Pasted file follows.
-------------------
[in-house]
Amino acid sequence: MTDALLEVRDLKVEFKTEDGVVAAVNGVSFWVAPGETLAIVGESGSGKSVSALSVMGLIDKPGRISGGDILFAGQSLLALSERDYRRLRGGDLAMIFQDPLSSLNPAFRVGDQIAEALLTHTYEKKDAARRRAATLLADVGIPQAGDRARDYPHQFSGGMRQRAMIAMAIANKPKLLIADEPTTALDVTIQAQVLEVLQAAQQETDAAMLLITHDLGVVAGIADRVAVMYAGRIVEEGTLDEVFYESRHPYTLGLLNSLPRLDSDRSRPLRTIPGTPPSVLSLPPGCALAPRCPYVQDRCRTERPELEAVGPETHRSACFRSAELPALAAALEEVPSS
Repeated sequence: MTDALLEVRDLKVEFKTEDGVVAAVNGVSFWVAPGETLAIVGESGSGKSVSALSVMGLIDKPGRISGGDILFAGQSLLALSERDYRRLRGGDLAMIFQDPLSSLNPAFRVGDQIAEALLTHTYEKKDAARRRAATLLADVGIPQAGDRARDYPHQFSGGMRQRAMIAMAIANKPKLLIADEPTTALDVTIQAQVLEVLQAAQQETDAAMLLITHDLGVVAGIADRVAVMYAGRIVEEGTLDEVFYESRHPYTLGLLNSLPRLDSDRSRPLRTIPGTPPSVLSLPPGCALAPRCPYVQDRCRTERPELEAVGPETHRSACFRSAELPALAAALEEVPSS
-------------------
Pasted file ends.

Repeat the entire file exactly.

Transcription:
[in-house]
Amino acid sequence: MTDALLEVRDLKVEFKTEDGVVAAVNGVSFWVAPGETLAIVGESGSGKSVSALSVMGLIDKPGRISGGDILFAGQSLLALSERDYRRLRGGDLAMIFQDPLSSLNPAFRVGDQIAEALLTHTYEKKDAARRRAATLLADVGIPQAGDRARDYPHQFSGGMRQRAMIAMAIANKPKLLIADEPTTALDVTIQAQVLEVLQAAQQETDAAMLLITHDLGVVAGIADRVAVMYAGRIVEEGTLDEVFYESRHPYTLGLLNSLPRLDSDRSRPLRTIPGTPPSVLSLPPGCALAPRCPYVQDRCRTERPELEAVGPETHRSACFRSAELPALAAALEEVPSS
Repeated sequence: MTDALLEVRDLKVEFKTEDGVVAAVNGVSFWVAPGETLAIVGESGSGKSVSALSVMGLIDKPGRISGGDILFAGQSLLALSERDYRRLRGGDLAMIFQDPLSSLNPAFRVGDQIAEALLTHTYEKKDAARRRAATLLADVGIPQAGDRARDYPHQFSGGMRQRAMIAMAIANKPKLLIADEPTTALDVTIQAQVLEVLQAAQQETDAAMLLITHDLGVVAGIADRVAVMYAGRIVEEGTLDEVFYESRHPYTLGLLNSLPRLDSDRSRPLRTIPGTPPSVLSLPPGCALAPRCPYVQDRCRTERPELEAVGPETHRSACFRSAELPALAAALEEVPSS